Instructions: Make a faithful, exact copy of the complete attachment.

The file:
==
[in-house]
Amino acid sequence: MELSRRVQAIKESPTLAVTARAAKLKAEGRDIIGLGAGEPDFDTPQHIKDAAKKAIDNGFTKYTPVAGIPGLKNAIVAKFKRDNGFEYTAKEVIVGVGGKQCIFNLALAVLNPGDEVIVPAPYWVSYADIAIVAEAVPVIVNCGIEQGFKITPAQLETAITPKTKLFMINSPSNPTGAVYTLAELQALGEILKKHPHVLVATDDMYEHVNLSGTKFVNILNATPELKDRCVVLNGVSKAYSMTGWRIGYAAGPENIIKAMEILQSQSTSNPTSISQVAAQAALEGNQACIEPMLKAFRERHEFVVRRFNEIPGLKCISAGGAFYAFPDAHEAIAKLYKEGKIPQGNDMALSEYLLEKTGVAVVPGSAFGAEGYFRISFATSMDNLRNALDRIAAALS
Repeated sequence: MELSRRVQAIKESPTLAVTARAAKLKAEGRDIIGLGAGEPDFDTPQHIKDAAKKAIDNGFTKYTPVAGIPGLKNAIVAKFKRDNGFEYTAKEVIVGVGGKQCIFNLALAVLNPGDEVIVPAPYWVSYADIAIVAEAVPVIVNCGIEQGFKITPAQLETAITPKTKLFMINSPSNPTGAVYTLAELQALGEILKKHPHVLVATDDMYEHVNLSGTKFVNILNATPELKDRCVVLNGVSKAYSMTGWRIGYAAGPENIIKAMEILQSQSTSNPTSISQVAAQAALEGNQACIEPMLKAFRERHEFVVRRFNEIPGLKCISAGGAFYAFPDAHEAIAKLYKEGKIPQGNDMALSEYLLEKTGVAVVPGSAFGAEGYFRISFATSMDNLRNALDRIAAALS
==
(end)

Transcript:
[in-house]
Amino acid sequence: MELSRRVQAIKESPTLAVTARAAKLKAEGRDIIGLGAGEPDFDTPQHIKDAAKKAIDNGFTKYTPVAGIPGLKNAIVAKFKRDNGFEYTAKEVIVGVGGKQCIFNLALAVLNPGDEVIVPAPYWVSYADIAIVAEAVPVIVNCGIEQGFKITPAQLETAITPKTKLFMINSPSNPTGAVYTLAELQALGEILKKHPHVLVATDDMYEHVNLSGTKFVNILNATPELKDRCVVLNGVSKAYSMTGWRIGYAAGPENIIKAMEILQSQSTSNPTSISQVAAQAALEGNQACIEPMLKAFRERHEFVVRRFNEIPGLKCISAGGAFYAFPDAHEAIAKLYKEGKIPQGNDMALSEYLLEKTGVAVVPGSAFGAEGYFRISFATSMDNLRNALDRIAAALS
Repeated sequence: MELSRRVQAIKESPTLAVTARAAKLKAEGRDIIGLGAGEPDFDTPQHIKDAAKKAIDNGFTKYTPVAGIPGLKNAIVAKFKRDNGFEYTAKEVIVGVGGKQCIFNLALAVLNPGDEVIVPAPYWVSYADIAIVAEAVPVIVNCGIEQGFKITPAQLETAITPKTKLFMINSPSNPTGAVYTLAELQALGEILKKHPHVLVATDDMYEHVNLSGTKFVNILNATPELKDRCVVLNGVSKAYSMTGWRIGYAAGPENIIKAMEILQSQSTSNPTSISQVAAQAALEGNQACIEPMLKAFRERHEFVVRRFNEIPGLKCISAGGAFYAFPDAHEAIAKLYKEGKIPQGNDMALSEYLLEKTGVAVVPGSAFGAEGYFRISFATSMDNLRNALDRIAAALS